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A U.S. soldier walks past parked armored vehicles and tanks in Antwerp, Belgium A U.S. soldier walks past parked armored vehicles and tanks of the 1st Armored Brigade Combat Team and 1st Calvary Division, based out of Fort Hood, Texas, as they are unloaded in Antwerp, Belgium, Nov. 16, 2020 (AP photo by Francisco Seco).

Getting to Restraint, Responsibly

Thursday, May 27, 2021

In late September 2020, the long-simmering conflict between Armenia and Azerbaijan boiled over into full-blown war. As Azerbaijani tanks and drones advanced into territory held by Armenian forces, commentators around the world warned of the possibility of regional instability or even a wider conflict between Turkey and Russia, which supported opposite sides in the fighting.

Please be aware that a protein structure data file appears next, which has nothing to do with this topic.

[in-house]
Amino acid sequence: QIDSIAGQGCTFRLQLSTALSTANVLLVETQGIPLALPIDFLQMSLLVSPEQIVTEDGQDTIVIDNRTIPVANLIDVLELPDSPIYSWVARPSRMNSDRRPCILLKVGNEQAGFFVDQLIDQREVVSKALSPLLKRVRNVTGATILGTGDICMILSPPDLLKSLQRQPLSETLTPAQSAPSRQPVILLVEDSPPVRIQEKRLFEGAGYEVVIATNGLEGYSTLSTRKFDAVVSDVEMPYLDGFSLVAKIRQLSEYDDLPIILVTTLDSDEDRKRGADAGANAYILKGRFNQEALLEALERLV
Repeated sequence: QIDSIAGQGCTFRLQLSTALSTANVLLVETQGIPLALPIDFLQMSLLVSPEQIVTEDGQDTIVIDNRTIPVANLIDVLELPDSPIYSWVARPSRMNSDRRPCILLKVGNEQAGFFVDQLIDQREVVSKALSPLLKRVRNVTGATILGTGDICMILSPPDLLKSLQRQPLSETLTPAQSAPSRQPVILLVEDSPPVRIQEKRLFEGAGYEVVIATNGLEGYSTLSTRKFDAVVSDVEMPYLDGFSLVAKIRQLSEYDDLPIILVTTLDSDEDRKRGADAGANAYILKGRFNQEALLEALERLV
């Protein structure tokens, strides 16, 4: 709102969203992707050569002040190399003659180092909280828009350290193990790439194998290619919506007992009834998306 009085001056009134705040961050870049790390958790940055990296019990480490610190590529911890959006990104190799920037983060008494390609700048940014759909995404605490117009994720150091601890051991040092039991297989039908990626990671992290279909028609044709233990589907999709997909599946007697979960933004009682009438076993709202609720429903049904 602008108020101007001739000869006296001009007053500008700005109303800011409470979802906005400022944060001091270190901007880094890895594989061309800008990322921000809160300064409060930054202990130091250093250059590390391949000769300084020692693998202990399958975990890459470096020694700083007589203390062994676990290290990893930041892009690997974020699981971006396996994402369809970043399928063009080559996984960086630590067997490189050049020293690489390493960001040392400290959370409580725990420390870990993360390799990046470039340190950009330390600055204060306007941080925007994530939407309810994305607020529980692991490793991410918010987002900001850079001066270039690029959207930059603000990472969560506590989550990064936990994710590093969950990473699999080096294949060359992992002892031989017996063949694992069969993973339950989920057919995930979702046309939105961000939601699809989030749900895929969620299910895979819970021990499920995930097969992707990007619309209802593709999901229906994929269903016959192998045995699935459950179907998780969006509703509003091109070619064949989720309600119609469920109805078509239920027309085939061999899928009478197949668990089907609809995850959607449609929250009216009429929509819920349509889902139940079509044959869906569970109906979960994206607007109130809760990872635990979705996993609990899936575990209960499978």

The heart of the conflict was the disputed region of Nagorno-Karabakh, an obscure province in the South Caucasus that most Americans have never heard of—even fewer can muster an opinion as to which former Soviet republic it should belong to. Its relationship to U.S. security interests, even to experts, is not obvious. But nonetheless, various commentators in Washington insisted that the United States should intervene in some way. “The United States should be thinking—urgently—about how to raise the cost of prolonged fighting,” David Ignatius urged in The Washington Post. Nagorno-Karabakh, he warned, “offers a case study in how regional problems left unresolved can eventually explode into much wider crises. … This faraway war could quickly get very hot.” ...

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